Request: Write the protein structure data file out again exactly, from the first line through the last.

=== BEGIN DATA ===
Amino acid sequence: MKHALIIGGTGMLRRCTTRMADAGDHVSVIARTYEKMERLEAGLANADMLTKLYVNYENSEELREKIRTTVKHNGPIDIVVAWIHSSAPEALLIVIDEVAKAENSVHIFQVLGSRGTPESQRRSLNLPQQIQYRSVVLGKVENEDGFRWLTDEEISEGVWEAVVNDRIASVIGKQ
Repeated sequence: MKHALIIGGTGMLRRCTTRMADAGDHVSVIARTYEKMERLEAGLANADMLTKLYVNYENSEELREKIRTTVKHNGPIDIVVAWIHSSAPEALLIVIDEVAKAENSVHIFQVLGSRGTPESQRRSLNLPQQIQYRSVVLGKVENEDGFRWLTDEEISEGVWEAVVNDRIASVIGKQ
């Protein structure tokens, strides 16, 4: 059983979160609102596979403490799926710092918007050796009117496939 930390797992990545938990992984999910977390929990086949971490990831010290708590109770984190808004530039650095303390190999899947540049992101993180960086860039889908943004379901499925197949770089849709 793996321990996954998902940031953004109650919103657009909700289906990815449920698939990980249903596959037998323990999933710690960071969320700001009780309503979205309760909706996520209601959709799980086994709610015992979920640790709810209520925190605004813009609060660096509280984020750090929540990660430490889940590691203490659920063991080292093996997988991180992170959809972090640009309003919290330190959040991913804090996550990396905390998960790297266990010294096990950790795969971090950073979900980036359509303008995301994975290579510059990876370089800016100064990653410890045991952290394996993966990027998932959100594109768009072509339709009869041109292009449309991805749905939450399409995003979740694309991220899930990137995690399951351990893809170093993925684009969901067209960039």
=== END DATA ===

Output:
Amino acid sequence: MKHALIIGGTGMLRRCTTRMADAGDHVSVIARTYEKMERLEAGLANADMLTKLYVNYENSEELREKIRTTVKHNGPIDIVVAWIHSSAPEALLIVIDEVAKAENSVHIFQVLGSRGTPESQRRSLNLPQQIQYRSVVLGKVENEDGFRWLTDEEISEGVWEAVVNDRIASVIGKQ
Repeated sequence: MKHALIIGGTGMLRRCTTRMADAGDHVSVIARTYEKMERLEAGLANADMLTKLYVNYENSEELREKIRTTVKHNGPIDIVVAWIHSSAPEALLIVIDEVAKAENSVHIFQVLGSRGTPESQRRSLNLPQQIQYRSVVLGKVENEDGFRWLTDEEISEGVWEAVVNDRIASVIGKQ
């Protein structure tokens, strides 16, 4: 059983979160609102596979403490799926710092918007050796009117496939 930390797992990545938990992984999910977390929990086949971490990831010290708590109770984190808004530039650095303390190999899947540049992101993180960086860039889908943004379901499925197949770089849709 793996321990996954998902940031953004109650919103657009909700289906990815449920698939990980249903596959037998323990999933710690960071969320700001009780309503979205309760909706996520209601959709799980086994709610015992979920640790709810209520925190605004813009609060660096509280984020750090929540990660430490889940590691203490659920063991080292093996997988991180992170959809972090640009309003919290330190959040991913804090996550990396905390998960790297266990010294096990950790795969971090950073979900980036359509303008995301994975290579510059990876370089800016100064990653410890045991952290394996993966990027998932959100594109768009072509339709009869041109292009449309991805749905939450399409995003979740694309991220899930990137995690399951351990893809170093993925684009969901067209960039």